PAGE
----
Cade McNamara 2023 NFL Draft Scouting Report
- Two-time Gatorade Player of the Year in Nevada (2017 and 2018)
- Consensus four-star recruit
- Father, Gary, was an outfielder at Fresno State and was an assistant baseball coach at Nevada
- 2018 Elite 11 finalist
- Scheme tendencies: Fast-paced, up-tempo with elements of a spread offense
- 2022 projected role: Starting QB
Pros: Cade McNamara was a highly-touted high school recruit. He helped guide the Wolverines to the CFP. His game is predicated on being safe with the football and taking what the defense gives him. McNamara operates best as a timing and rhythm passer. He throws with good touch on downfield and over-the-shoulder attempts. He can make throws on the run with good ball placement and accuracy. He displays an even-keel demeanor, never getting too high or too low. His play style falls within the “game manager” category. He has sufficient velocity and zip on short-to-intermediate throws. He will do what the play-caller asks of him and gets the job done.
Cons: Michigan’s offense has a good collection of talent around the quarterback. Cade McNamara has not taken advantage of all the tools at his disposal. His “safe” and game-manager style of play only completes the minimum requirements of success. He misses open receivers being gun-shy and is not willing to test certain windows down the field. As a result, he leaves points and yards on the field with poor decision-making. His accuracy and ball placement are inconsistent. His overall field vision causes him to miss open receivers. He struggles to hit progressions after his first read is covered. He will hold the ball waiting for a target to work free from the coverage, resulting in unnecessary pressure. McNamara struggles to complete the deep ball, completing 39% of his attempts over 20 yards. Although he makes throws on the move, he is not a threat to run the football and force defenses to remain honest. His overall aDot drops without the threat of play-action. When pressured, his eyes drop down to the rush instead of finding an open option in the route. He has poor pocket presence, consistently bailing from clean pockets instead of trusting protection and delivering passes to his receivers.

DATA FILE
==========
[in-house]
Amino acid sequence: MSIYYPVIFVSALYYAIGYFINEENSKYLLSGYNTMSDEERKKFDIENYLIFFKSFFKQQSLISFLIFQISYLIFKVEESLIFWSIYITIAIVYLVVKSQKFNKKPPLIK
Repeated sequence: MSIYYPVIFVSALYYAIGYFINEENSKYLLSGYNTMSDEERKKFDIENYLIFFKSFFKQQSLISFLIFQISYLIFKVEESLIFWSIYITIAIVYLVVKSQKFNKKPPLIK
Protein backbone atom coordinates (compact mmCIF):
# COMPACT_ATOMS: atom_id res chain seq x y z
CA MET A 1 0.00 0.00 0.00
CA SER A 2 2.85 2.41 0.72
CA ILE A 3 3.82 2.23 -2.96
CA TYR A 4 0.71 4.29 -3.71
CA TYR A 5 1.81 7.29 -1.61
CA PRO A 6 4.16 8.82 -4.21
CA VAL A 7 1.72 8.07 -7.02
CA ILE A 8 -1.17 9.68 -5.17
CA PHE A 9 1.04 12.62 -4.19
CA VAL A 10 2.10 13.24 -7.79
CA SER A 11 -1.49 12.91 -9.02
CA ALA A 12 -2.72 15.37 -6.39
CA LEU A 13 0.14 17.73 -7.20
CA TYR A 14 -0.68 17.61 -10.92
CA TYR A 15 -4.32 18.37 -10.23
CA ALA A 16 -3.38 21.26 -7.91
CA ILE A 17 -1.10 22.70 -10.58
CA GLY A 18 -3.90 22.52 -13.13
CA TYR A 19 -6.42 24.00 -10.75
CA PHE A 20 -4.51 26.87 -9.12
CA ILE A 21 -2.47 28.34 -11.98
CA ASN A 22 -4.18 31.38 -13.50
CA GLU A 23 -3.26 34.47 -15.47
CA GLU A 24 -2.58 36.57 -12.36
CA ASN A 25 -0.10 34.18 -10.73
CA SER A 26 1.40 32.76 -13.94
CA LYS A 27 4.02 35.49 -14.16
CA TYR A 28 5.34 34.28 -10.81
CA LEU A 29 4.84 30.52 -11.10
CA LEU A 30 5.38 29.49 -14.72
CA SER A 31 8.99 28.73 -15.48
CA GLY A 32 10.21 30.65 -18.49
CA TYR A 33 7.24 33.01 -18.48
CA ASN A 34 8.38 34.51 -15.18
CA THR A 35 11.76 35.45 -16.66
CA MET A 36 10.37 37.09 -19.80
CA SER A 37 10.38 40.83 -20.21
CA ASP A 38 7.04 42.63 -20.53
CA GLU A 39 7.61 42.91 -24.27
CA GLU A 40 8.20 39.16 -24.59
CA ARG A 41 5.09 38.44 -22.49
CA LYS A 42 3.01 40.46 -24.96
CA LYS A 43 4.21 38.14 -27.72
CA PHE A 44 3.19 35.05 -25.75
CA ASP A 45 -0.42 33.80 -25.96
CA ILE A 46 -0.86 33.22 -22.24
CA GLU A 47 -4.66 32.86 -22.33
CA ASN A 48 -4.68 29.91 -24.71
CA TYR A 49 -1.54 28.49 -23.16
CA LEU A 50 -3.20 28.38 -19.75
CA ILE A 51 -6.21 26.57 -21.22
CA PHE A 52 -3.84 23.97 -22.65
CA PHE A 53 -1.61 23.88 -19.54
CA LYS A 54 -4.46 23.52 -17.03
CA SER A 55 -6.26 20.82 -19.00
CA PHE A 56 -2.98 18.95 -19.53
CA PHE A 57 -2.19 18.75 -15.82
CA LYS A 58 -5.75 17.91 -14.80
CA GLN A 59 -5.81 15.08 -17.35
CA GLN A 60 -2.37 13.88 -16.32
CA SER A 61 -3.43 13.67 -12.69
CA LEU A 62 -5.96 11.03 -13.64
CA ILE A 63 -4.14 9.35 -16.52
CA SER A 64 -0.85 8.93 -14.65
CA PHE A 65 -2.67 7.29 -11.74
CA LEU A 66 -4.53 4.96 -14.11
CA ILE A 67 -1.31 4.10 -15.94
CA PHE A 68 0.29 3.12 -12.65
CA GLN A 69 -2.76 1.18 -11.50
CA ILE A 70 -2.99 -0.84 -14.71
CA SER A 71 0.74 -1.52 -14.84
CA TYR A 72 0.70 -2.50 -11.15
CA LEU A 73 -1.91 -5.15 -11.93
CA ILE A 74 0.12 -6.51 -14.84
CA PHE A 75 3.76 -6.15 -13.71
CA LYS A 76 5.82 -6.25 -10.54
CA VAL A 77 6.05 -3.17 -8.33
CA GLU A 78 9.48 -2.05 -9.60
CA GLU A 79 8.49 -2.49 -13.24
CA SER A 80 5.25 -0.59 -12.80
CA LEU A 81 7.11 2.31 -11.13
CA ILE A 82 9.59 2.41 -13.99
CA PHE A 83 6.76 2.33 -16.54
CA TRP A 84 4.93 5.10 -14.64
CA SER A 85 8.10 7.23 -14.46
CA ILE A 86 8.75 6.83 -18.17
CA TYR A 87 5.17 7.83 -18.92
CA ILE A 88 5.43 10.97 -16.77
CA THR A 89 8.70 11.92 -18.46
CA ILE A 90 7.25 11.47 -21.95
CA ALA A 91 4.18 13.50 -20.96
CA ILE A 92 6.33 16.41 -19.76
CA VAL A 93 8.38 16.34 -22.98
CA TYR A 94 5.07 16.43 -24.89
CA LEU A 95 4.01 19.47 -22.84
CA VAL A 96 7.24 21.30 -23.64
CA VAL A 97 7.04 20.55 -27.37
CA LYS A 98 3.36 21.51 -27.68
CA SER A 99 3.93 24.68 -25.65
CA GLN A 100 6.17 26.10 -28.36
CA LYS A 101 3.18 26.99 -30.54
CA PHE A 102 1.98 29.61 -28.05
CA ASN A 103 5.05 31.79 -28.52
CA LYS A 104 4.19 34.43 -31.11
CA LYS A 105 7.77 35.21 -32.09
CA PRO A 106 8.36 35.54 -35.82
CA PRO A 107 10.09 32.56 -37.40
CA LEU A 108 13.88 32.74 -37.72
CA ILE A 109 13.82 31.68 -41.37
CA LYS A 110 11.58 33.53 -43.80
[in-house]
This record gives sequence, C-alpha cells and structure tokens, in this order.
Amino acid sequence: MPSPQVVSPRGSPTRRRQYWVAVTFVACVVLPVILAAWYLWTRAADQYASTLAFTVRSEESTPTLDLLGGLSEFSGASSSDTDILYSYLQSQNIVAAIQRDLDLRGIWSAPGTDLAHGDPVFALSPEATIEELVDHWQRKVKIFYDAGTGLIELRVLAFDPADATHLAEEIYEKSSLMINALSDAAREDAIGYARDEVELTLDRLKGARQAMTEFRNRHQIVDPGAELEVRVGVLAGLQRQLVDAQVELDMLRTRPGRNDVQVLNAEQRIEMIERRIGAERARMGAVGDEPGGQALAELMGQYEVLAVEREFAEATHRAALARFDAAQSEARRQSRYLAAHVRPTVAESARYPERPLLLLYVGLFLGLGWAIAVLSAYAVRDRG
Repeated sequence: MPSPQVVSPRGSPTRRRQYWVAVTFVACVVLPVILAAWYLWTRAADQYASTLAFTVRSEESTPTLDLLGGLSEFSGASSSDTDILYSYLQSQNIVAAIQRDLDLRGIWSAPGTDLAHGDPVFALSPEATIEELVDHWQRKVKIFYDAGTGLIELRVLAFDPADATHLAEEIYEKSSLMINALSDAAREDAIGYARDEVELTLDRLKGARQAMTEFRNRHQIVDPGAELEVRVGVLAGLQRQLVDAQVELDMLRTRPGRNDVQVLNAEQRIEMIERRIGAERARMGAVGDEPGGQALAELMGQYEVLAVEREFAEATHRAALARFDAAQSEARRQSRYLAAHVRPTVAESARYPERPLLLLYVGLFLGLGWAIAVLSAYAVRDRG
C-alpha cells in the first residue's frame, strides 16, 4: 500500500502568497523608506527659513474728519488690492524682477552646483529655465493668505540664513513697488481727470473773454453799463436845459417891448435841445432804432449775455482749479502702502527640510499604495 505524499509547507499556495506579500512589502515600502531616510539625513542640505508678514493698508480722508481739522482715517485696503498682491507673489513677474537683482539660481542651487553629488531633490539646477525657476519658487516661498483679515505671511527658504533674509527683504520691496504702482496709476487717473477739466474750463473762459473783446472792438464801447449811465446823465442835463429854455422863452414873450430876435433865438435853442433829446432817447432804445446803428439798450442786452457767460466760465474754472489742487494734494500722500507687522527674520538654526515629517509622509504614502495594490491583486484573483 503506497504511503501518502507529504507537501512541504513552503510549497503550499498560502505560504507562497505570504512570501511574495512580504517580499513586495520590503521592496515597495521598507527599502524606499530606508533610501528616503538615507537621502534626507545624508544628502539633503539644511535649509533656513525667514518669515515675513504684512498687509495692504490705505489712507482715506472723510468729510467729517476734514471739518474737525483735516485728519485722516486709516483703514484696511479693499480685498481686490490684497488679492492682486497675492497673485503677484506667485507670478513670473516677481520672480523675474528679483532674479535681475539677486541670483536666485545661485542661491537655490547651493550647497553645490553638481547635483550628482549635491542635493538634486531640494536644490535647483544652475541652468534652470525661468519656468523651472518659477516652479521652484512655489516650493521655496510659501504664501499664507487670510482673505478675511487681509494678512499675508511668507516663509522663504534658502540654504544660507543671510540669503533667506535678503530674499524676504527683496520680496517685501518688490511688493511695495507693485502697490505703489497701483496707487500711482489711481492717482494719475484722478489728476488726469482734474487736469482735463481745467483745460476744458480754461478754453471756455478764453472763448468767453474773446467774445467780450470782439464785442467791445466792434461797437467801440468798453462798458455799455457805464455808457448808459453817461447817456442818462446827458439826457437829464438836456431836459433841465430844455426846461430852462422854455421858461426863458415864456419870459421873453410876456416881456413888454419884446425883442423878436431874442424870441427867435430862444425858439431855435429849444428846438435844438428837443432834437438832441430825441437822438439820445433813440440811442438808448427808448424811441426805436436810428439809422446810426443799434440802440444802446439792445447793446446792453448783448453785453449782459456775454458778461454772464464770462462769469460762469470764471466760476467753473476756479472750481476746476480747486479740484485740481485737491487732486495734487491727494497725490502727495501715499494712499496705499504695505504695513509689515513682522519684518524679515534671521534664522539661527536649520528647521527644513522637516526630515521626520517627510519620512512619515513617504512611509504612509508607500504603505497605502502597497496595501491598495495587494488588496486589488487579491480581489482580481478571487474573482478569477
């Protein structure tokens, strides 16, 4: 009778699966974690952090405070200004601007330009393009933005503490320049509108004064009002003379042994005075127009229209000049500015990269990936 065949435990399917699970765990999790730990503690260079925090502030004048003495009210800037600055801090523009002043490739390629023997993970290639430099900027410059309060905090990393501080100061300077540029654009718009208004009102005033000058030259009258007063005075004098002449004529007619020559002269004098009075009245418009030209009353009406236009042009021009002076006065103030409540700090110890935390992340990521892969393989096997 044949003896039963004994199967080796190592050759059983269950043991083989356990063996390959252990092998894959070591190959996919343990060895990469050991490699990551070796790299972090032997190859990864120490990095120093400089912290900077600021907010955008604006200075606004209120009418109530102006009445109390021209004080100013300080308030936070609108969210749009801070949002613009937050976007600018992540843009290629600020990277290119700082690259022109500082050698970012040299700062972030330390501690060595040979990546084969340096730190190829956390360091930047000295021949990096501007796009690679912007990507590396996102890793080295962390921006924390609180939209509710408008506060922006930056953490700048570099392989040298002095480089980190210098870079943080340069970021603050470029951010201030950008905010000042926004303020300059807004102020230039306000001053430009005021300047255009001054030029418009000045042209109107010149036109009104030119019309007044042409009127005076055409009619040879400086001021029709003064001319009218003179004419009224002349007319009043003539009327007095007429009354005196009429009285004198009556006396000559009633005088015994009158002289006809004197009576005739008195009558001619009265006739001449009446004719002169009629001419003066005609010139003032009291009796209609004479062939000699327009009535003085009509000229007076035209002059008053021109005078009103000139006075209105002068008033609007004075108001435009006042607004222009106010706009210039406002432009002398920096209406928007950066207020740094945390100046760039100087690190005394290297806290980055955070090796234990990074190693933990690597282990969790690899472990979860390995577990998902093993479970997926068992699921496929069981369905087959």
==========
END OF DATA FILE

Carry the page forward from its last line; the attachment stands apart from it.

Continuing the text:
Cade McNamara NFL Draft Scouting Report by Damian Parson